Gazipur, Bangladesh
Gazipur, Bangladesh

Time filter

Source Type

Islam M.M.,University Putra Malaysia | Karim A.J.M.S.,BSMRAU | Majid N.M.,University Putra Malaysia | Miah M.G.,BSMRAU | Islam M.S.,BSMRAU
Journal of Plant Nutrition | Year: 2013

An experiment was conducted to study the effect of organic manure and chemical fertilizers on soil properties and vegetable crops in the cabbage-brinjal-red amaranth cropping pattern at the homestead in a Grey Terrace Soil (Aric Albaquept) of Bangladesh. There were eight treatments: poultry manure (PM) at 5 t ha-1, cowdung (CD) at 10 t ha-1, household waste (HW) at 10 t ha-1, PM at 2.5 t ha-1 + chemical fertilizers (CF), CD at 5 t ha-1 + CF, HW at 5 t ha-1 + CF, CF, and Control. The lone CF treatment indicates 100% chemical fertilizers and any manure + CF indicates supplementary or reduced rate of fertilizers. The PM at 2.5 t ha-1 + CF treatment performed the best yield for cabbage and brinjal, and HW at 5 t ha-1 + CF yielded the highest for red amaranth. The highest uptake of nitrogen, phosphorus, potassium, and sulfur was also found in the treatment that produced the highest yield. Bulk density, organic carbon, and nutrient availability in soil as determined after two-crop cycles were improved due to the applications of manure. © 2013 Copyright Taylor and Francis Group, LLC.


Rahman M.M.,Kanazawa University | Rahman M.M.,Bangladesh Rice Research Institute | Rasaul M.G.,BSMRAU | Hossain M.A.,Bangladesh Rice Research Institute | And 2 more authors.
Journal of Crop Improvement | Year: 2012

Assessment of genetic diversity and molecular characterization among elite rice varieties of Bangladesh is very important for germplasm management, varietal identification, and DNA fingerprinting. Thirty-four microsatellite markers were studied across 21 types of rice to characterize and discriminate among different varieties. The number of alleles per locus ranged from 2 to 11, with an average of 4.18 alleles across 34 loci. A total of 57 rare alleles were detected at 24 loci, whereas 42 unique alleles were detected at 20 loci. The results revealed that 14 rice varieties produced unique alleles that could be used for identification, molecular characterization, and DNA fingerprinting of these varieties. Polymorphic information content (PIC) values ranged from 0.157 to 0.838, with an average of 0.488, which revealed that much variation was present among the studied varieties. The PIC values revealed that RM401 might be the best marker for identification and diversity estimation of rice varieties, followed by RM566, RM3428, RM463, and RM8094 markers. The UPGMA cluster dendrogram created in this study identified five clusters with a similarity coefficient of 0.50. The SSR polymorphism and diversity could likely be attributed to pedigree. In this study, eight SSR markers (RM10713, RM279, RM424, RM6266, RM1155, RM289, RM20224, and RM5371) were identified that produced specific alleles only in the aromatic rice varieties and were useful for varietal identification and DNA fingerprinting of these varieties. The findings of this study should be useful for varietal identification and could help in background selection in backcross breeding programs. © 2012 Copyright Taylor and Francis Group, LLC.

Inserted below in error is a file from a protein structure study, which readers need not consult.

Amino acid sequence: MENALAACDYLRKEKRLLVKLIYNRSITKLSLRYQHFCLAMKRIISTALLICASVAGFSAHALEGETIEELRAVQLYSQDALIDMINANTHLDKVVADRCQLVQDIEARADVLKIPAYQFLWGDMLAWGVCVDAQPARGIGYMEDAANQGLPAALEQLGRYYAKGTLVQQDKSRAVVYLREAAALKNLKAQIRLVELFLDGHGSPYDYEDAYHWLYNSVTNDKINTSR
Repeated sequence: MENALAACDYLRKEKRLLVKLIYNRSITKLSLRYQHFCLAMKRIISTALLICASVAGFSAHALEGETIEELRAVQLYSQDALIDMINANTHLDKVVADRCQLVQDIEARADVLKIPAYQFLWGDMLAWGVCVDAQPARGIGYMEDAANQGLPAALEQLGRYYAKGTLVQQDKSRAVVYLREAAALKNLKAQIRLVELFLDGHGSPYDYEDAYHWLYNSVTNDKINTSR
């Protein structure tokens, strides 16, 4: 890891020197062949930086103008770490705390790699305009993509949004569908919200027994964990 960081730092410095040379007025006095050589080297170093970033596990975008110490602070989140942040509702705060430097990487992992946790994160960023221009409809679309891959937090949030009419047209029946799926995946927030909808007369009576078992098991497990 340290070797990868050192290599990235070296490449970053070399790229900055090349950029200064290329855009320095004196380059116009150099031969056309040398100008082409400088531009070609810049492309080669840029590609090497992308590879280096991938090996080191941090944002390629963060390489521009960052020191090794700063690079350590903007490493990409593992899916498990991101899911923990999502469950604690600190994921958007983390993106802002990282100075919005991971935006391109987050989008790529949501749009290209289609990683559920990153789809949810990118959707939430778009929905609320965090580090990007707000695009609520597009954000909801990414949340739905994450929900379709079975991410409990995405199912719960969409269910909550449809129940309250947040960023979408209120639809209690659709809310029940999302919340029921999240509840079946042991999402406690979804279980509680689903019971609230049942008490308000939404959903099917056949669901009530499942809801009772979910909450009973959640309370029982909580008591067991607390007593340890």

Islam M.M.,University Putra Malaysia | Majid N.M.,University Putra Malaysia | Karim A.J.M.S.,BSMRAU | Islam M.S.,BSMRAU | Hakim M.A.,University Putra Malaysia
Journal of Food, Agriculture and Environment | Year: 2011

Due to increasing population, availability of crop land is decreasing rapidly and many croplands are being turned into homestead. The utilization of homestead is very important. Intensive crop cultivation with high yielding varieties to fulfil food demand for a swelling population has led to mining out the inherent plant nutrients from the soil. An experiment was conducted with tomato-okra-stem amaranth cropping pattern in a homestead area in Chhiata Series of Grey Terrace Soil (Aric Albaquept) under AEZ- 28 at Gazipur to find out the optimum dose of chemical fertilizer and organic manure for obtaining higher crop yield and to study the effect of integrated nutrient management (INM) on soil properties. The experiment consisted of eight treatments: T 1 (Poultry manure, PM @ 5 t ha -1), T 2 (Cowdung, CD @ 10 t ha -1), T 3 (Household waste, HW @ 10 t ha -1), T 4 (PM @ 2.5 t ha -1 + reduced recommended dose of fertilizer, RDF), T 5 (CD @ 5 t ha -1 + reduced RDF), T 6 (HW @ 5 t ha -1 + reduced RDF), T 7 (100% RDF) and T 8 (Control). Among the treatments, 2.5 ton poultry manure along with reduced rate of RDF performed the best in recording yields of tomato, okra and stem amaranth. Next to PM, HW @ 5 t ha -1 + reduced RDF had better results in respect of yield. Bulk density and organic C were improved by the application of organic manure; the highest nutrients uptake and availability was found in T 4 followed by T 6.